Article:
Sunday, May 4, 2014

INDN 311: Rendering And Modelling Bonanza

For the presentation of the form and function, I developed a 3D model of the last form I designed. It was actually much harder than I initially anticipated. I ended up having to split the design up into 4 parts, since the build space of the 3D printers that the university has was too small for it.

The full build would look something like this, ideally! The sizing is pretty much perfect, due to the precision of the 3D printers. Unfortunately I wasn't able to get it quite perfect, since the 3D prints suffered from curling a little bit. But oh well, not a whole lot I can really do about that. I just had to roll with it really.

Phone placement, with the colours showing through, shows how this is going to work. The glass on the top of that section will allow the light to refract through the glass and the vibrating water.

After printing this form, I then decided to push the form further. I think there's a fair amount of potential in the form, but it needed to be refined a bit more, to ensure that it spoke about the phone and the digital/analogue connection as much as possible.

After experimenting with different forms and sketches, I decided to play with the forms and see if I could 3D model them effectively to produce a nice result and get something I could connect with. I think overall that's the key to making this project a successful one. If I don't make the resultant design something that people will be able to understand and utilise, then it's going to fail.

The form on the far right is the latest design that I did for the presentation, and the form on the left is the newest form. I decided to tinker around with some of the sketches that I did. The beauty of CAD is that I can do this with such ease. Otherwise I'd have to visualise my form through some shitty sketches alone, but this is so much better.

I ended up deciding that the "folded" form was way too severe, and the simple beauty was kind of lost. I want to make the form express the beauty of the materials, while also highlighting the functional aspects of the design, such as the 70 degree angle for optimal iPhone angling that I've carried on through the design.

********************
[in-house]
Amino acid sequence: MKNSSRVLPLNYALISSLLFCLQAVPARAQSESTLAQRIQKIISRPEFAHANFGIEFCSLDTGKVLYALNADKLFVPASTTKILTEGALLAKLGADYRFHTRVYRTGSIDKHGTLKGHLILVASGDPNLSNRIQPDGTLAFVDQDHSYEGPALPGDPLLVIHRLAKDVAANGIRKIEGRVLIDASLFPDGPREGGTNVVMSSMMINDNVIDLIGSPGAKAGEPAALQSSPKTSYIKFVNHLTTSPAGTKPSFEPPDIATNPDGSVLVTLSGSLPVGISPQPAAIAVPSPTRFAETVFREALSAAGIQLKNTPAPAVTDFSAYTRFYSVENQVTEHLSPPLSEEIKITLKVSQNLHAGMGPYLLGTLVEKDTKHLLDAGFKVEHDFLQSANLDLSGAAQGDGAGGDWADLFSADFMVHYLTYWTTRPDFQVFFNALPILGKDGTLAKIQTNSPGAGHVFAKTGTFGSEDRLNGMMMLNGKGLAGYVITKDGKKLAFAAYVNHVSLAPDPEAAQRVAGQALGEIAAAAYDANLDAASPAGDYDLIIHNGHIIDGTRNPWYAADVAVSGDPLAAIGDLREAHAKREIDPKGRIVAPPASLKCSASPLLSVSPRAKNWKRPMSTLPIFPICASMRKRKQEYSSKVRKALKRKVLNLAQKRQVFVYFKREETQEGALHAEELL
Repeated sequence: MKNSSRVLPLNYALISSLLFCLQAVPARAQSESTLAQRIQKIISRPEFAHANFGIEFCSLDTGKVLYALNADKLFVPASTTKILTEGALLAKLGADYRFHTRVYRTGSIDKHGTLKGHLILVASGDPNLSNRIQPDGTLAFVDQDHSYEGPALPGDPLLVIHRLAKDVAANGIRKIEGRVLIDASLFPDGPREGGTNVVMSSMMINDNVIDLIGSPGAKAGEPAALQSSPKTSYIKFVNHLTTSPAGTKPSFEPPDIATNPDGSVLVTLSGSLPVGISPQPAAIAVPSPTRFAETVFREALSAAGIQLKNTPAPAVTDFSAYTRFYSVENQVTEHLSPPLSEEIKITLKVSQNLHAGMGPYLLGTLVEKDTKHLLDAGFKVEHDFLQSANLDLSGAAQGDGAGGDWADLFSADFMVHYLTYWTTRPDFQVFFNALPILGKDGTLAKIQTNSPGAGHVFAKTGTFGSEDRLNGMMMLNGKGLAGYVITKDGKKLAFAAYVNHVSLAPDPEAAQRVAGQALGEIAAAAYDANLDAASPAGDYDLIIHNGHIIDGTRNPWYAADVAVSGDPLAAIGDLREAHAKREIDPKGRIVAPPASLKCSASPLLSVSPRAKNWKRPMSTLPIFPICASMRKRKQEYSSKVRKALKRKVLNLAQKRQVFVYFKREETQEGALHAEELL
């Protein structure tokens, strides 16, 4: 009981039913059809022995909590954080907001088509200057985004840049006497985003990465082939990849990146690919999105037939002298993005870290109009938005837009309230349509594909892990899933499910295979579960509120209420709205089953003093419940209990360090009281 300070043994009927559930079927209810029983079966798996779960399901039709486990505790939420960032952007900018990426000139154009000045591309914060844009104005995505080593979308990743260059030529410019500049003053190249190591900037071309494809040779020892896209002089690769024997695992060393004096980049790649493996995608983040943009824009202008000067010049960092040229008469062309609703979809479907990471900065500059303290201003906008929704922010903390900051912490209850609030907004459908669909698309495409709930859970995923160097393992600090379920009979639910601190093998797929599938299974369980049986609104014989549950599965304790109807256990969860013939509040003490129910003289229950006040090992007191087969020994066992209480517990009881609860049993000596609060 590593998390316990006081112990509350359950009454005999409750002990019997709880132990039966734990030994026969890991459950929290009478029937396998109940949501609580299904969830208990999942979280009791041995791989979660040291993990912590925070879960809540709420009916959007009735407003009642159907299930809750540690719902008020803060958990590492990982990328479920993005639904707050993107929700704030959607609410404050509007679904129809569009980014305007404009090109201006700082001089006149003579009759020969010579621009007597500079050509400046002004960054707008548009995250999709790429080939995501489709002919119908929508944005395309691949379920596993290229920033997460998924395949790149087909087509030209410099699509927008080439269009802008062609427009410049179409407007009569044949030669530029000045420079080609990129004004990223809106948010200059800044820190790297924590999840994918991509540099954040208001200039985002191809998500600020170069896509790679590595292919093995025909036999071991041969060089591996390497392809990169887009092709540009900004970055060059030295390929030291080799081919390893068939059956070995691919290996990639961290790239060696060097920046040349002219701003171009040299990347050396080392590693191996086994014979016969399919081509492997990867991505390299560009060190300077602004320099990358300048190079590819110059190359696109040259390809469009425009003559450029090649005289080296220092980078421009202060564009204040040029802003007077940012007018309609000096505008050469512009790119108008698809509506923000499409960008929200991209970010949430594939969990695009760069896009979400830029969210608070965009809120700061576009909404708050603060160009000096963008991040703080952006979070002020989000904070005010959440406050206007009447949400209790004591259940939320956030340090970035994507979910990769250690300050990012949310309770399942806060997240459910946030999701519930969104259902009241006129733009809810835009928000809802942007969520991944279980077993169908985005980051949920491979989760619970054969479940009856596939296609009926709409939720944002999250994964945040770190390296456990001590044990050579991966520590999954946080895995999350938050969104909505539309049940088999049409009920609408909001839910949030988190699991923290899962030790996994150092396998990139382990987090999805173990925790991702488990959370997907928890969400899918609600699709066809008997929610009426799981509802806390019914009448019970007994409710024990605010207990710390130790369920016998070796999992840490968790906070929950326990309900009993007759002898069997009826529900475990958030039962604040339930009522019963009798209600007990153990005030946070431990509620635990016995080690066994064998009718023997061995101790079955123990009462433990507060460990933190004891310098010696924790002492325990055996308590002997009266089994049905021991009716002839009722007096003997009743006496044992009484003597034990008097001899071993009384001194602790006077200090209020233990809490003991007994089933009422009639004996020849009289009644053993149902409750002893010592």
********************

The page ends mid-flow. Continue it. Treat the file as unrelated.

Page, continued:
Resultantly, I decided it would be best to let the form be a lot more subtle and less brutal, while still letting the form be something interesting that could lead the eye around. I softened the shape and then removed the angle, making the form more feminine. 

I also decided it would be a really good idea to break up the continuous block of wood, for two purposes. The first is to make the form more interesting as well as to create some contrast, while the second purpose of it is to make the device much easier to machine, as the wood is now split into separate parts. This makes it easier as I no longer have to create a perfect merge, since I would have had to machine the two halves separately anyway.

The vertical slot makes for a useful aspect of the device, allowing the device to have that dual functionality. The slot is a nice addition to the project that feels intentional and I melded heavily with the overall form. In the renders, I tinkered around a lot with the wood material, and applied both a bump and a specular map to the texture, in order to make the piece feel much more real.

On Wednesday I'm going to talk to my tutor and get some feedback on the form, to get it to an optimised point whereby I can start the manufacturing process!

No comments:

Post a Comment